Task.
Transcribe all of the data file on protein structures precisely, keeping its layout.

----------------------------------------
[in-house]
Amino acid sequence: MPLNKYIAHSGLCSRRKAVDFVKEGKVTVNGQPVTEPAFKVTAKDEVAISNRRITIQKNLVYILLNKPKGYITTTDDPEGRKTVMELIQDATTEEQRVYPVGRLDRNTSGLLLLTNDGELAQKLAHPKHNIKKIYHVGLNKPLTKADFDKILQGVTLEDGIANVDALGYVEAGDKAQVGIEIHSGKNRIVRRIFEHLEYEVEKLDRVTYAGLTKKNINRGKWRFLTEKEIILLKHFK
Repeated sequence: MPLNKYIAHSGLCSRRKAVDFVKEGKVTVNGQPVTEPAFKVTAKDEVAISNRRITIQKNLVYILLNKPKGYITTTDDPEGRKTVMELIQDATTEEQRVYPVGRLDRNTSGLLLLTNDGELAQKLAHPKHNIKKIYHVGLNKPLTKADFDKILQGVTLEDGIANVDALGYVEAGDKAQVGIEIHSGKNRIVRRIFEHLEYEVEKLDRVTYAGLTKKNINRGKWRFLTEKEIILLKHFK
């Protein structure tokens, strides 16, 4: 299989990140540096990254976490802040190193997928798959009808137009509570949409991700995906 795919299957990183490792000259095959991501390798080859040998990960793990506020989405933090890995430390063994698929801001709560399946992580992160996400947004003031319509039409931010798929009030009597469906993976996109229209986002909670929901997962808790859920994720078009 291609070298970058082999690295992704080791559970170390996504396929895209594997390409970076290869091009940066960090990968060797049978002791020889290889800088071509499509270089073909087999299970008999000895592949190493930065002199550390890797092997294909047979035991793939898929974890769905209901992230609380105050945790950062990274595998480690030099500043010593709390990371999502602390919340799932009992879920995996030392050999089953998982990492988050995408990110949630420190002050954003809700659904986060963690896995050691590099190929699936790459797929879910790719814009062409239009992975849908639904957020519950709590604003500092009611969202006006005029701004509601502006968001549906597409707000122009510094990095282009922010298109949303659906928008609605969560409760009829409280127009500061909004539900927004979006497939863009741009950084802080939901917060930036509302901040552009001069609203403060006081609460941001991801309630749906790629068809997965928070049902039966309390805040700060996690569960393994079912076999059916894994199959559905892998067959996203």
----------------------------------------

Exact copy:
[in-house]
Amino acid sequence: MPLNKYIAHSGLCSRRKAVDFVKEGKVTVNGQPVTEPAFKVTAKDEVAISNRRITIQKNLVYILLNKPKGYITTTDDPEGRKTVMELIQDATTEEQRVYPVGRLDRNTSGLLLLTNDGELAQKLAHPKHNIKKIYHVGLNKPLTKADFDKILQGVTLEDGIANVDALGYVEAGDKAQVGIEIHSGKNRIVRRIFEHLEYEVEKLDRVTYAGLTKKNINRGKWRFLTEKEIILLKHFK
Repeated sequence: MPLNKYIAHSGLCSRRKAVDFVKEGKVTVNGQPVTEPAFKVTAKDEVAISNRRITIQKNLVYILLNKPKGYITTTDDPEGRKTVMELIQDATTEEQRVYPVGRLDRNTSGLLLLTNDGELAQKLAHPKHNIKKIYHVGLNKPLTKADFDKILQGVTLEDGIANVDALGYVEAGDKAQVGIEIHSGKNRIVRRIFEHLEYEVEKLDRVTYAGLTKKNINRGKWRFLTEKEIILLKHFK
């Protein structure tokens, strides 16, 4: 299989990140540096990254976490802040190193997928798959009808137009509570949409991700995906 795919299957990183490792000259095959991501390798080859040998990960793990506020989405933090890995430390063994698929801001709560399946992580992160996400947004003031319509039409931010798929009030009597469906993976996109229209986002909670929901997962808790859920994720078009 291609070298970058082999690295992704080791559970170390996504396929895209594997390409970076290869091009940066960090990968060797049978002791020889290889800088071509499509270089073909087999299970008999000895592949190493930065002199550390890797092997294909047979035991793939898929974890769905209901992230609380105050945790950062990274595998480690030099500043010593709390990371999502602390919340799932009992879920995996030392050999089953998982990492988050995408990110949630420190002050954003809700659904986060963690896995050691590099190929699936790459797929879910790719814009062409239009992975849908639904957020519950709590604003500092009611969202006006005029701004509601502006968001549906597409707000122009510094990095282009922010298109949303659906928008609605969560409760009829409280127009500061909004539900927004979006497939863009741009950084802080939901917060930036509302901040552009001069609203403060006081609460941001991801309630749906790629068809997965928070049902039966309390805040700060996690569960393994079912076999059916894994199959559905892998067959996203």